Emerging markets expected to make up for China's waning coal appetite

Drax power station

Drax power station, England | Creative Commons image by Ryan Taylor

While China looks at shutting coal fired power plants at unprecedented rates – two each day over the next two years – the rest of southeast Asia still has a strong and growing market for the black rock.

According to a Reuters analysis, the next few years will bring a geographic shift in thermal coal demand, with emerging markets making up for China's waning appetite.

The region's industrializing nations aren't as eager as China to make a switch to cleaner energy, and that's great news for coal. A recent report by the International Energy Agency says coal will be southeast Asia's "fuel of choice" over the next decade.

Indonesia, already the world's biggest thermal coal exporter, will be a major contributor.

"Indonesia will likely supply much of the extra demand in southeast Asia, as their shipping costs will obviously be much lower," a Cerrejon marketer told Reuters.

But energy consultancy firm Wood Mackenzie takes a different view on China, saying that Asian giant will drive two-thirds of forecasted growth. Weighing in on the matter last week, the consultancy firm forecasted that coal will overtake oil as the world's main source of energy by 2020.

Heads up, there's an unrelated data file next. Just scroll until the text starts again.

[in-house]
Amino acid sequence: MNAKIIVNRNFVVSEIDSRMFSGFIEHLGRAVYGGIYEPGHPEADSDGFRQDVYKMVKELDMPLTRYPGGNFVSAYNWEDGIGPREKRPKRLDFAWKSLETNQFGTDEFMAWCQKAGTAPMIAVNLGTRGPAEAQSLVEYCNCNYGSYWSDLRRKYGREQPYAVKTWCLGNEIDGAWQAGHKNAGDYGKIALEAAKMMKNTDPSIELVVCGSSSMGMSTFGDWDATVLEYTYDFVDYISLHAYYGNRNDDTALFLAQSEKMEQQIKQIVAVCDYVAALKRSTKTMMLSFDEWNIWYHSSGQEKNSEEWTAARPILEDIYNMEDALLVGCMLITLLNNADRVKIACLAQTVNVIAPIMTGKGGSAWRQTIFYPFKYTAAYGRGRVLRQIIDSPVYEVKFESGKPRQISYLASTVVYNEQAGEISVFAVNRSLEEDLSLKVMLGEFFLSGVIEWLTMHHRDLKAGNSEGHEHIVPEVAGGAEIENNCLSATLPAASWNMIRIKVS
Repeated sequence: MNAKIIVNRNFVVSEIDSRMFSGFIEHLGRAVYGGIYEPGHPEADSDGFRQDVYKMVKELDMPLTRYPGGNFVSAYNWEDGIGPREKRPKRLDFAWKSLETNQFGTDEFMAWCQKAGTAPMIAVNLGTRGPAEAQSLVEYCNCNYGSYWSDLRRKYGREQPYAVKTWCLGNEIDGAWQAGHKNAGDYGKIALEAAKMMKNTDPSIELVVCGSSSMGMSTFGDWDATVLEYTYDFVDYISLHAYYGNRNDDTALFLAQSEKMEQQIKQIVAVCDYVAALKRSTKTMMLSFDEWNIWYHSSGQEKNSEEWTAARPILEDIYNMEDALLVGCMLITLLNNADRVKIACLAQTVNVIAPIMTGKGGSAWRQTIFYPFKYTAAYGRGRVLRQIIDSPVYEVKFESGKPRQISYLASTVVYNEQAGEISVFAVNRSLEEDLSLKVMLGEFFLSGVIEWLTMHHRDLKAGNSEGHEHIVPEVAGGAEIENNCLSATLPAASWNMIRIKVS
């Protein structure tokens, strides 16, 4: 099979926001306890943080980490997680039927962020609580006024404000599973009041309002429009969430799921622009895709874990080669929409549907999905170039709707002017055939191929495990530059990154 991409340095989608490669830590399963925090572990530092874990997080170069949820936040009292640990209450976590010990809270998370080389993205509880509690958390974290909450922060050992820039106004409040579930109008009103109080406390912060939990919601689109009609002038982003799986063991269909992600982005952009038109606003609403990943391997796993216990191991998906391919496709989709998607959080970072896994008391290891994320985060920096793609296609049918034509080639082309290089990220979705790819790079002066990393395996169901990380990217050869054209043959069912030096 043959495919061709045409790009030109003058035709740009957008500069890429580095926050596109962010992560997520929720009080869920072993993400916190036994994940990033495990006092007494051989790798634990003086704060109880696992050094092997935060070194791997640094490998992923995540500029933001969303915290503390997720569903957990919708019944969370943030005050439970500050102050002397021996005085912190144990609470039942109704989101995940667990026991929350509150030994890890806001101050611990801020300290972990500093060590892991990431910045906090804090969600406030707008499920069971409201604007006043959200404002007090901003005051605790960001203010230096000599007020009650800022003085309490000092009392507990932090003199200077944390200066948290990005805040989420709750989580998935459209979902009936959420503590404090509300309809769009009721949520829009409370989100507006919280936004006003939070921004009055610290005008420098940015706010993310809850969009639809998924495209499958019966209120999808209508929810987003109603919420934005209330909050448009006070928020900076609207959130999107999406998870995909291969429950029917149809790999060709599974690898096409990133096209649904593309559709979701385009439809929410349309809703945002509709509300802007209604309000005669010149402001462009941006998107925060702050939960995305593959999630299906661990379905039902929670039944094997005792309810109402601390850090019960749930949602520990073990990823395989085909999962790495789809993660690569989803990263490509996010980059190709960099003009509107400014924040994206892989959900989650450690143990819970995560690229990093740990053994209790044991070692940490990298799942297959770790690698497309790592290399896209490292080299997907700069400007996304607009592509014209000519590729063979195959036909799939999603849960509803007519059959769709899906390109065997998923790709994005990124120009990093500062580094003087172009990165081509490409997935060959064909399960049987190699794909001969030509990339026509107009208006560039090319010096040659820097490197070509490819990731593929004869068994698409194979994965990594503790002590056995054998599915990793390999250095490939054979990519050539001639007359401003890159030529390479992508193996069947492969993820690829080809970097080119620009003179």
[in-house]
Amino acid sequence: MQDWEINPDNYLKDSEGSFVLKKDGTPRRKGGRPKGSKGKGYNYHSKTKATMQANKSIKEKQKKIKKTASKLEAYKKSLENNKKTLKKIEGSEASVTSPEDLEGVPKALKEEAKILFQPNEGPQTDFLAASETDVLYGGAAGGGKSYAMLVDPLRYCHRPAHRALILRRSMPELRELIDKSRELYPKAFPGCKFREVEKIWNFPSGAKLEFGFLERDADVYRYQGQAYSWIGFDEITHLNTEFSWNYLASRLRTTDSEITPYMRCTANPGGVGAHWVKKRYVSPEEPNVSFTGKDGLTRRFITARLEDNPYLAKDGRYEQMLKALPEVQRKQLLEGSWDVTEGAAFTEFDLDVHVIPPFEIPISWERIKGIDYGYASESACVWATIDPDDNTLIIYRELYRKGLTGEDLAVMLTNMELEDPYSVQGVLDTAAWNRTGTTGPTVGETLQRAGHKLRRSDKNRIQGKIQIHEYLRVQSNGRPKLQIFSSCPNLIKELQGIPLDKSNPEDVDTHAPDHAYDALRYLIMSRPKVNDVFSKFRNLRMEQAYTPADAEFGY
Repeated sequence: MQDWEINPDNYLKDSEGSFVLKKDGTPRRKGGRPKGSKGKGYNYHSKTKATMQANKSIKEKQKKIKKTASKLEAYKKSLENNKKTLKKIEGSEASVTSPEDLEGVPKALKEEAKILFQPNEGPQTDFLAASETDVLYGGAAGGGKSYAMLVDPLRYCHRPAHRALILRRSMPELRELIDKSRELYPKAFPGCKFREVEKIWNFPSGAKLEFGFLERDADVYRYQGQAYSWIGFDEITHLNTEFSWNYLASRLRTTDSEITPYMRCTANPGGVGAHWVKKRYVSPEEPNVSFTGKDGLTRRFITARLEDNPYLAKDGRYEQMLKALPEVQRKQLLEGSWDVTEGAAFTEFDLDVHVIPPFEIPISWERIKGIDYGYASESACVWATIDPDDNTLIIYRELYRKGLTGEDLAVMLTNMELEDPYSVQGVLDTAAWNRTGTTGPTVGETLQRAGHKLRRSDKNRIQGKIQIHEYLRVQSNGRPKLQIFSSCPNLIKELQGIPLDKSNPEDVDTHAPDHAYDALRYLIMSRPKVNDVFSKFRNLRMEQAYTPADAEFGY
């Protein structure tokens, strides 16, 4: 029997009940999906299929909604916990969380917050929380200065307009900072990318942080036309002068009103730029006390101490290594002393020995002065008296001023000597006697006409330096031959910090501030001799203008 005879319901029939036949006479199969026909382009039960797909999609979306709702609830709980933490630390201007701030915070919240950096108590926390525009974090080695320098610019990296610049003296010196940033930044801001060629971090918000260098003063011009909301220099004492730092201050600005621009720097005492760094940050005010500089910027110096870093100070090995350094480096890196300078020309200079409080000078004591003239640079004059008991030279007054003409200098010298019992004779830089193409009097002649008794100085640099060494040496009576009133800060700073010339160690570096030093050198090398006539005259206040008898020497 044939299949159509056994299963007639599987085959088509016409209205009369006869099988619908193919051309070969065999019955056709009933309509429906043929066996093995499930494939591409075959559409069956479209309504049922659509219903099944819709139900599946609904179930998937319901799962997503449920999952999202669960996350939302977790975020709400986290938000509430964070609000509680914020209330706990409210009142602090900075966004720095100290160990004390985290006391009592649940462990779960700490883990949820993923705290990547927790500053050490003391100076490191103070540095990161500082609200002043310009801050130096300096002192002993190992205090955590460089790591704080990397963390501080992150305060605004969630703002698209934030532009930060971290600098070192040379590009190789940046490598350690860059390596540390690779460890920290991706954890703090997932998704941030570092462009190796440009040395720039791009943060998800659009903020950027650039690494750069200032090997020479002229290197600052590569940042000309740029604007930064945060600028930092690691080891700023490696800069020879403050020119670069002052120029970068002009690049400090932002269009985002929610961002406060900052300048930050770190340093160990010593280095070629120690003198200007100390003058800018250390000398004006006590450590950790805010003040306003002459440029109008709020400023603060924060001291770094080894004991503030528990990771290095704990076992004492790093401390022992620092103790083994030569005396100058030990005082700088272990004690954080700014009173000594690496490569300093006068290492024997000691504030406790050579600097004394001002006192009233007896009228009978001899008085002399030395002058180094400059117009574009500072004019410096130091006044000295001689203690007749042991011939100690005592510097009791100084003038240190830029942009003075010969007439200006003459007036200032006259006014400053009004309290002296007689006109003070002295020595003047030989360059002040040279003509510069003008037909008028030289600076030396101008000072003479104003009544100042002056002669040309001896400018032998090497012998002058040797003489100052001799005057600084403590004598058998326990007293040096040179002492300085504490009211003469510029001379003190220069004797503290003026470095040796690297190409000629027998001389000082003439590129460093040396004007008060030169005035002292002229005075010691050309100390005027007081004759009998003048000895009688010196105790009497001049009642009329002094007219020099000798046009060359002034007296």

According to William Durbin, president of global markets at Wood Mackenzie, environmental concerns will not win this race simply because coal is "plentiful and affordable."

Thermal coal CAPP price

The rest of the world is taking note of rising southeast Asian demand. Colombia, which exports most of its coal to Europe and North America, is looking to take advantage of the Panama Canal expansion to reach Asian markets.

Analysts interviewed by Reuters say seaborn trade routes will shift as the US, Australia and other coal exporters replace waning domestic demand with customers in Vietnam, Malaysia, Thailand and the Philippines.

The thermal coal market could certainly use a boost. Suffering from oversupply and declining use in the West, Central Appalachian coal prices have dropped sharply over the past three months.